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prepare for these full-stack developer interview questions

4 min readpublished 16 February 2022updated 21 September 2022
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We asked Rufat Khaslarov, Chief Software Engineer I at EPAM Anywhere, and a practicing technical interviewer, to share his take on the most common full-stack developer interview questions.

In my opinion, modern full-stack development is primarily about delivery. That’s why a full-stack developer should be able to deliver every single feature from end to end, including the frontend, backend, infrastructure, automation testing, and more.

Considering this, those looking for full-stack developer jobs should be ready to respond to the following interview questions.

Fundamentals

Even if you’re a software engineer with 20 years of experience under your belt, you might still be asked to cover fundamentals like:

  • Computer science essentials: algorithm complexities, data structures, programming paradigms
  • Network fundamentals: protocols, routing, OSI, TCP/IP models
  • Best practices: design patterns, principles
  • OSes

Also, be ready to solve an algorithm task, explain your chosen solution, and suggest improvements.

A sample question:

  • What happens when you type google.com into your browser address bar?

Programming languages and frameworks

In addition to your primary programming language, it’s highly recommended that you master an additional language. The more languages you know, the more approaches and best practices you have access to.

For example, even if your potential employer is hiring Python developers, knowing JavaScript will be a bonus for you. If you've mastered JavaScript and Python, learn Go and Rust, then try some frontend/backend framework combinations. For instance, it might be React/Spring, Angular/Django, etc.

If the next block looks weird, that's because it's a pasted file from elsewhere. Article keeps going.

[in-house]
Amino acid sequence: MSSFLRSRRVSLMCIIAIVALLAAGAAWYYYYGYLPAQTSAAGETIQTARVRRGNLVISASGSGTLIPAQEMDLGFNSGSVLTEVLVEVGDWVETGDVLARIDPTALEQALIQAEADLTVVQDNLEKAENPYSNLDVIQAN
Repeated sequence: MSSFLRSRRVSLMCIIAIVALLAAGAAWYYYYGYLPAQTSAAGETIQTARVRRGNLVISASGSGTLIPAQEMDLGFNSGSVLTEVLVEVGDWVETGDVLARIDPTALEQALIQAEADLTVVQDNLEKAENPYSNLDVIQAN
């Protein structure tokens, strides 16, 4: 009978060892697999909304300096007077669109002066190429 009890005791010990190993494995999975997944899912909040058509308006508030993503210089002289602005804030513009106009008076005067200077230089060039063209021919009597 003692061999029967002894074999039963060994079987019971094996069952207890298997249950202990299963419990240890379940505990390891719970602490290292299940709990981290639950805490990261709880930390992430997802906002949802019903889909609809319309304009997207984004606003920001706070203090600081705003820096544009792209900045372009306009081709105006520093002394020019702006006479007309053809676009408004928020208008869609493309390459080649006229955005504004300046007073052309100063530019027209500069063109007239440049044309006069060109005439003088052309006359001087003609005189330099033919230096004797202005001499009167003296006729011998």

Sample questions:

  • What are the latest updates of your programming language specification? Framework?
  • How do JavaScript engines work under the hood?
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Automation testing

It's essential to know how to test your code, from unit testing to end-to-end testing.

Climbing up the testing pyramid, explore the tools, set up an environment, and test your code using different approaches, such as TDD/BDD, AAA, FIRST for unit testing, integration testing, contracts testing, UI testing, and performance testing.

You also want to refresh your skills with tools related to different technologies. For instance, if you work with JavaScript, be ready to use Jest, Mocha, and Chai libraries; for BDD you might need Cucumber; for e2e testing –– Cypress, Webdriver, and Protractor.

Sample questions:

  • TDD vs BDD: What's the difference?
  • What are the best practices for writing unit tests?

Web services

This set of full-stack engineer interview questions may include service development and communication protocols. You'll need to dive into HTTP and real-time communication (web sockets, polling).

Then, move on to architecture styles of web services: REST, RPC (gRPC), check GraphQL, and be ready to cover the pros and cons of using each. Also, provide the definitions of SOA, monolith, and microservice architecture.

On top of that, make sure you know how to document (for instance, swagger-like tools), debug, monitor, and deploy your services (containerization, orchestration). Additional topics might be: